Nevada, South Carolina and Texas

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South Texas is returning to the polls on Tuesday for a special election to replace a Democratic House member who resigned earlier this year, setting up a surprisingly expensive race to fill out the remaining months of his term.

Former Democratic Rep. Filemon Vela’s decision to leave office at the end of March to take a job at a lobbying firm created a scramble for control of the current 34th Congressional District. The seat, which ranges from east of San Antonio down to Brownsville, largely along the Gulf Coast before reaching the US-Mexico border, has been vacant for more than two months and will effectively disappear in the fall, when a redrawn district more friendly to the Democratic nominee, Rep. Vicente Gonzalez, who currently represents the 15th Congressional District, comes up for grabs again.

Gonzalez will not be on the ballot this time around. Instead, Democrat Dan Sanchez, the former Cameron County commissioner, is vying for a brief stay on Capitol Hill. His competition — and Gonzalez’s in November — is Republican Mayra Flores. Despite the seemingly low stakes, Republicans have spent big on the race in a bid to cut into the Democratic majority, make a show of strength in the region and provide Flores with some momentum heading into the general election.

Further complicating matters, Flores and Sanchez are not the only two running in the special election. Democrat Rene Coronado and Republican Juana Cantu-Cabrera are also on the ballot, meaning the contest could go to a runoff if none of the candidates win a majority of the votes.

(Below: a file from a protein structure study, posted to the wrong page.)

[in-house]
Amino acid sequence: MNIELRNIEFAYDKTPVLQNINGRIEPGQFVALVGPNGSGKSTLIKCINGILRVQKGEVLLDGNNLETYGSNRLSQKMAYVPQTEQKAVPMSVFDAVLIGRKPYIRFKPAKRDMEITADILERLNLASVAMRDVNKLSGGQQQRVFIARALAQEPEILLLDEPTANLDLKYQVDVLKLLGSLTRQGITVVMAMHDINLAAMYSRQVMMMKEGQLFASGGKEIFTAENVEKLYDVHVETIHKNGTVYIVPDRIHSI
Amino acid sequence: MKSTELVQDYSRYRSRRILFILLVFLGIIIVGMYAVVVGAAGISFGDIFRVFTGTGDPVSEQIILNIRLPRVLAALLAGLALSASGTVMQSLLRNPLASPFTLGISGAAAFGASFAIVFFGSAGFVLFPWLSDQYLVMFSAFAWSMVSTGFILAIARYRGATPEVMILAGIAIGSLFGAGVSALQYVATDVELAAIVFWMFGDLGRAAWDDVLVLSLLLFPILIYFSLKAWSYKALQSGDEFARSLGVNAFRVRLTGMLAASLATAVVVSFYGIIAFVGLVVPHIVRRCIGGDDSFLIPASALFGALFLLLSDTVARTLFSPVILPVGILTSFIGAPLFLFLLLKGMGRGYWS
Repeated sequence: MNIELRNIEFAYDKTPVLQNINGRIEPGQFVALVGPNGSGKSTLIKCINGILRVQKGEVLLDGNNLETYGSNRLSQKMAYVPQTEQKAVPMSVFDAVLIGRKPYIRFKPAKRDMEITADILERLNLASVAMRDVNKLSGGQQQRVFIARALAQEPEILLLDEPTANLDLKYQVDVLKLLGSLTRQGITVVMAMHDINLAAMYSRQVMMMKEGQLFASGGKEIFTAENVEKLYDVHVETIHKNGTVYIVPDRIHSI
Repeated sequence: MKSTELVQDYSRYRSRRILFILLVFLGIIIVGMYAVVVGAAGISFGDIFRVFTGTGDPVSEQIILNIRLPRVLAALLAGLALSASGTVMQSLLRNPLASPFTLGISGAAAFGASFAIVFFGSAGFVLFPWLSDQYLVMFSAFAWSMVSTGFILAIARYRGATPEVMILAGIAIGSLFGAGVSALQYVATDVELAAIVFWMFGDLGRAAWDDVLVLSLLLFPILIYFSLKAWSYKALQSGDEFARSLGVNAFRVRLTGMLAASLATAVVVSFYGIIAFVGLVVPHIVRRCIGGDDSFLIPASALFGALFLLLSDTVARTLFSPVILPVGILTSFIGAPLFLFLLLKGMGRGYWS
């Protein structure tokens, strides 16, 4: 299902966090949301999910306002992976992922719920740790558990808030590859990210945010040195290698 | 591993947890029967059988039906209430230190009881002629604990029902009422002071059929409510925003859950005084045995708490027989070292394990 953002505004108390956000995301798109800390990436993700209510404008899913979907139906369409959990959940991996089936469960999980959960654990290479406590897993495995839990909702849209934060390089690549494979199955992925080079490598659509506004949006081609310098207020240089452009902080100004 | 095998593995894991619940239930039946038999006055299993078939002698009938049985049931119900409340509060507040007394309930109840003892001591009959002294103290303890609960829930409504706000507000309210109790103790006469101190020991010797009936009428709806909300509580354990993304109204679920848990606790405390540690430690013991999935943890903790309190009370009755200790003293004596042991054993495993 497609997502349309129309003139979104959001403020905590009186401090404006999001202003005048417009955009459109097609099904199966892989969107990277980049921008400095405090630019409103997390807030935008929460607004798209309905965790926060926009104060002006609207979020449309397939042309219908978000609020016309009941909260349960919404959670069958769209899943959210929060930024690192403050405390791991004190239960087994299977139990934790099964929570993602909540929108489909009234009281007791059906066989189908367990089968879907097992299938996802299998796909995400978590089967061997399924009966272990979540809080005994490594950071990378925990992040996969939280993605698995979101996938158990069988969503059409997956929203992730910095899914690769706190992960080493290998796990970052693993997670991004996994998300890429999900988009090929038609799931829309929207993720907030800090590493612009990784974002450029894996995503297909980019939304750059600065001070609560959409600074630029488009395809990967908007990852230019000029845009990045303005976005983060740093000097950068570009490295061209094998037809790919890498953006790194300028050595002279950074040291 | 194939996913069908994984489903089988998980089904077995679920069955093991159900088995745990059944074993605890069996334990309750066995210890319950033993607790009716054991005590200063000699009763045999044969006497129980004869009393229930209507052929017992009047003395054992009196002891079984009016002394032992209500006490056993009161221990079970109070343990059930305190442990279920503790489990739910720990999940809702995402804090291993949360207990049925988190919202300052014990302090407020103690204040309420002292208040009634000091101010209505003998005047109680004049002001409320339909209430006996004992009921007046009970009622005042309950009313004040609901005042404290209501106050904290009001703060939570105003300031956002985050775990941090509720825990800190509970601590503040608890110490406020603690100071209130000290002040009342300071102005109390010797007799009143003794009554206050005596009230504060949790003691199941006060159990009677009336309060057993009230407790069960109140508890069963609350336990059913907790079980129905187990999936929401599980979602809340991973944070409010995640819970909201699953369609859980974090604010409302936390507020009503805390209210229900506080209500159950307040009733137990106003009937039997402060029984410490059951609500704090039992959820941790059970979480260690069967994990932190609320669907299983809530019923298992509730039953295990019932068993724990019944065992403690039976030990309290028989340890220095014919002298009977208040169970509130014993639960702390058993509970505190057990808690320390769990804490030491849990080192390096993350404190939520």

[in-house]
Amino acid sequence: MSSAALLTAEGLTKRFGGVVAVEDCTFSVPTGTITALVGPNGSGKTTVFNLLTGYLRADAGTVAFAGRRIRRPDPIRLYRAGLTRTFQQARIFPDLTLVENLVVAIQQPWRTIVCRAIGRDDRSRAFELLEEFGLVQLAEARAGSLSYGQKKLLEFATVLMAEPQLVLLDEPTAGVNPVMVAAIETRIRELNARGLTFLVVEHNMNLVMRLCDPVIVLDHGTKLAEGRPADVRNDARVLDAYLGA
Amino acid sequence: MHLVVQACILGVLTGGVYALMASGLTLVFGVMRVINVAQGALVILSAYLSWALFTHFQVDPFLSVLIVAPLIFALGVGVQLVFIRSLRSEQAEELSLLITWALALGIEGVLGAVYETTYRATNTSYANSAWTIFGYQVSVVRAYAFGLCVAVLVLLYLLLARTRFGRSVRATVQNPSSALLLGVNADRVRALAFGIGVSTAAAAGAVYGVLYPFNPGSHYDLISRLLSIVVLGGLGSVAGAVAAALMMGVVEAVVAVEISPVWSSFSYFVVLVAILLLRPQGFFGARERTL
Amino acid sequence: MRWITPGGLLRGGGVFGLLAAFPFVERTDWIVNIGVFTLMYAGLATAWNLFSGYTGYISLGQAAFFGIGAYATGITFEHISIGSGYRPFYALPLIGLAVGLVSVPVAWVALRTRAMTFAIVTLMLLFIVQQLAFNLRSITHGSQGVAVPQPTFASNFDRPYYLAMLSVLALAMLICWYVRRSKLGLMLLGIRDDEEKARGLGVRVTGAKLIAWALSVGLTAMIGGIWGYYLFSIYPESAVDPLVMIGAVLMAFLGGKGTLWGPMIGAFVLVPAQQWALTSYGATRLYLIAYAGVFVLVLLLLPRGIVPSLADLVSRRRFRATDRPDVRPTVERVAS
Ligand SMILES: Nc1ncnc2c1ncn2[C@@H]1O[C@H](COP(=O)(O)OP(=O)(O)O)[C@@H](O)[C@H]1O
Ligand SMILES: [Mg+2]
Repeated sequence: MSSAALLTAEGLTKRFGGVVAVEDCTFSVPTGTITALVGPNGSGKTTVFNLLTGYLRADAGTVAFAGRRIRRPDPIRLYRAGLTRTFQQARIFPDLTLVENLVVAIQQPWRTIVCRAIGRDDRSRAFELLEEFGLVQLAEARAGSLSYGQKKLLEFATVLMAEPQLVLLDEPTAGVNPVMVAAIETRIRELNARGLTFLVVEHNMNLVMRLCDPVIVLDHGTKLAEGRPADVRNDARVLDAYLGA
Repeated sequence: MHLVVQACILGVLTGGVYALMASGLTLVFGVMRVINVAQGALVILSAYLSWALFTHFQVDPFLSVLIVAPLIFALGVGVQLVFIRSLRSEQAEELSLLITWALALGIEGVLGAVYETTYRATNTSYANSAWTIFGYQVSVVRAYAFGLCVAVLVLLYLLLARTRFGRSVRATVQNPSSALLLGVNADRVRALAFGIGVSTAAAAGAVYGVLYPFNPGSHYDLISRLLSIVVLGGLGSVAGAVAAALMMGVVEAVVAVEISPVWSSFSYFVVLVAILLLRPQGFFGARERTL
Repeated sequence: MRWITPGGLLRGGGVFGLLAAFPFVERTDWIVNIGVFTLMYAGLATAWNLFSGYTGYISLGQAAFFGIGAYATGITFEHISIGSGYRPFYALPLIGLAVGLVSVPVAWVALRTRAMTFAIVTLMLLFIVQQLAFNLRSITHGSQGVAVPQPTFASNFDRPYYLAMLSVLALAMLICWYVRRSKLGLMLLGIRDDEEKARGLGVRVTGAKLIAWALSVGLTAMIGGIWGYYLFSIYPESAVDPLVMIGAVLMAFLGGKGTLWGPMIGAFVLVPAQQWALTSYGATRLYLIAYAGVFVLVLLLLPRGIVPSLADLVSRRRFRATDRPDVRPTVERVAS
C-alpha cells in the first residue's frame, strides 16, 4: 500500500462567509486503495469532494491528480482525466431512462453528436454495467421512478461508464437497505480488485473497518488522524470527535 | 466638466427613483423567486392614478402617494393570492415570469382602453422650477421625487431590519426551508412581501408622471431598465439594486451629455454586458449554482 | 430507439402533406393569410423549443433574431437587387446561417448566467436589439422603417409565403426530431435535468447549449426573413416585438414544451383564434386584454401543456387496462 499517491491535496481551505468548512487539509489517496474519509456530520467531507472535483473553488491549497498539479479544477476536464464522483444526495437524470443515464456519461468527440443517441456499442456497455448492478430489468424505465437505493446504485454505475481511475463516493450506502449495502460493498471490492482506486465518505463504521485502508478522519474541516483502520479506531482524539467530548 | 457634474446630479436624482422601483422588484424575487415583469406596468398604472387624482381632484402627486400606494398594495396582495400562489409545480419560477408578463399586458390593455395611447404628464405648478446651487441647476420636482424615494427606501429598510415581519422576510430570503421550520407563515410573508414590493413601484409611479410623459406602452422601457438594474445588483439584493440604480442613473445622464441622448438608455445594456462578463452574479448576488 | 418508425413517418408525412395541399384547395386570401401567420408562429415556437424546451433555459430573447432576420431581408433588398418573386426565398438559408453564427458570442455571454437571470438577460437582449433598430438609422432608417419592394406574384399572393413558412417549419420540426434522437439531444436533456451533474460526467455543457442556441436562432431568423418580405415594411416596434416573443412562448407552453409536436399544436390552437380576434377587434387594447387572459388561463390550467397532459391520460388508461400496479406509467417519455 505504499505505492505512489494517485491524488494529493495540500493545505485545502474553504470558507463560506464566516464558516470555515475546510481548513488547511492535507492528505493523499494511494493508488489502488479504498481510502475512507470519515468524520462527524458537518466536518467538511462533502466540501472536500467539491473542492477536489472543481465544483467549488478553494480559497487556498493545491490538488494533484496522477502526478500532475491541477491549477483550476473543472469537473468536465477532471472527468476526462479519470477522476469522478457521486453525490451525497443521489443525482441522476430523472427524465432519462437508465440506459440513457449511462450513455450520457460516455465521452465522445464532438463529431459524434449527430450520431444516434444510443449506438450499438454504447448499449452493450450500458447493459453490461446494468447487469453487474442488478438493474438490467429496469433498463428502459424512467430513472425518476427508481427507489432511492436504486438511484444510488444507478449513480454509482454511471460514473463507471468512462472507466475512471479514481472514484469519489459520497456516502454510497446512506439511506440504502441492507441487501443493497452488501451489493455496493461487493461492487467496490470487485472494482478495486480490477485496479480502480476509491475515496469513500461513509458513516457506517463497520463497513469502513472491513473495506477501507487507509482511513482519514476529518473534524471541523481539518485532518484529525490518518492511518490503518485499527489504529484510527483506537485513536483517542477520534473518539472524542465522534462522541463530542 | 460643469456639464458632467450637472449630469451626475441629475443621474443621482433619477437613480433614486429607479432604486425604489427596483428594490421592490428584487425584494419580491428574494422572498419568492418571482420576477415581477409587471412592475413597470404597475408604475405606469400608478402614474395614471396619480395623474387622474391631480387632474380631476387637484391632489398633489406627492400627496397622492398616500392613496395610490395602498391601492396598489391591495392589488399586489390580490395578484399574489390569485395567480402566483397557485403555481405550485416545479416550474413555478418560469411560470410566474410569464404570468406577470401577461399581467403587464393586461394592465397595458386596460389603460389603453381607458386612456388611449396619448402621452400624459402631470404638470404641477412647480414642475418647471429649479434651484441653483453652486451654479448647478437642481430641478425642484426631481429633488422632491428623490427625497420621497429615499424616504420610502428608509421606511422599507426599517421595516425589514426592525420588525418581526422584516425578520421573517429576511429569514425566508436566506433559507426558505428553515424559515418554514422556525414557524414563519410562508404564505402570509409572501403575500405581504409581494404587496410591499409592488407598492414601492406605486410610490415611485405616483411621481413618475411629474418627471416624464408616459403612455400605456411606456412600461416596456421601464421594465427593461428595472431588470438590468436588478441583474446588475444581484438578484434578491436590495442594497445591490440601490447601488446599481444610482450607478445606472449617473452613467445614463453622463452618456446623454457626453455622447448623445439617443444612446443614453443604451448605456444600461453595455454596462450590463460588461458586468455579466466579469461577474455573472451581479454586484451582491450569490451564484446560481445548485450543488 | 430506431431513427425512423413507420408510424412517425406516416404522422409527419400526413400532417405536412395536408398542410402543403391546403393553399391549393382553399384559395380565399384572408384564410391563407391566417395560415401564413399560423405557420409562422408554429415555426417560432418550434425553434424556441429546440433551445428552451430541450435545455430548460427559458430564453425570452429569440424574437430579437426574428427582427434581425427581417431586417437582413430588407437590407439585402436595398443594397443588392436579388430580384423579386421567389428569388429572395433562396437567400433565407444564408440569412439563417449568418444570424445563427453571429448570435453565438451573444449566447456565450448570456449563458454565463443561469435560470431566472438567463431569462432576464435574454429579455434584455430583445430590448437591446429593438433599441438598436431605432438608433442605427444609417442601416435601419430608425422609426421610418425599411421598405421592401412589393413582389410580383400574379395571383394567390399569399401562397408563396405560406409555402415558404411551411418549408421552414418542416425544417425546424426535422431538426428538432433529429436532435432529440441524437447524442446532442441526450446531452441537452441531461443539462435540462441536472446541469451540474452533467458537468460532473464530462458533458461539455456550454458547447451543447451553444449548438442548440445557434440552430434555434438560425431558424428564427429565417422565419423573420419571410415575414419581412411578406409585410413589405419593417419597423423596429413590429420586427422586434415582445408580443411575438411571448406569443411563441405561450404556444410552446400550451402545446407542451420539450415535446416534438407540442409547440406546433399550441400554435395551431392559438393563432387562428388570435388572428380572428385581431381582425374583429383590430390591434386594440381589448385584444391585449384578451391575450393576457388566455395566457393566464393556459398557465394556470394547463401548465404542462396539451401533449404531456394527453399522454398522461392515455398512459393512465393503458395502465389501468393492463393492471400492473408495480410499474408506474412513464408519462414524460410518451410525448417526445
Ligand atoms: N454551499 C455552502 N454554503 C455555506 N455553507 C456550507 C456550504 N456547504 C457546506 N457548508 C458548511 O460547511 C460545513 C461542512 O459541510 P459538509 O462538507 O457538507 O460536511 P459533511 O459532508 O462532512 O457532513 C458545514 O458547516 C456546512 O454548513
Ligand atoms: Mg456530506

President Biden won the district as it is currently drawn by less than 5 percentage points. After redistricting goes into effect, though, Democrats will face a more advantageous electorate. Given that, national Democrats have mostly steered clear of the special election. Flores has overwhelmingly outraised Sanchez and had, according to a finance report from the end of May, outspent him by a more than 20-to-1 margin.

The Democratic Congressional Campaign Committee, the party’s House election arm, only dipped into the race earlier this month, when it spent $100,000 on digital ads in the region.

“A Democrat will represent TX-34 in January. If Republicans spend money on a seat that is out of their reach in November, great,” DCCC spokesperson Monica Robinson told CNN, calling Flores “a far-right, MAGA extremist who is completely out of touch with South Texans, so the DCCC is focused on winning seats in November and we are committed to ensuring Hispanic voters get the representation they deserve when Vicente Gonzalez is elected to a full term this fall.”

Though the party remains confident of its position in the fall, Gonzalez has expressed some concern over Tuesday’s contest, telling Politico earlier this month that it would “be a tragedy” if the seat — in the increasingly competitive border region — turns red. Gonzalez did not return a request for comment from CNN.

Despite the flood of cash backing Flores, Sanchez campaign manager Collin Steele, who previously held the same position for Gonzalez, says Sanchez’s history in the district will ultimately be more valuable than GOP spending on the race.

Read the full report here.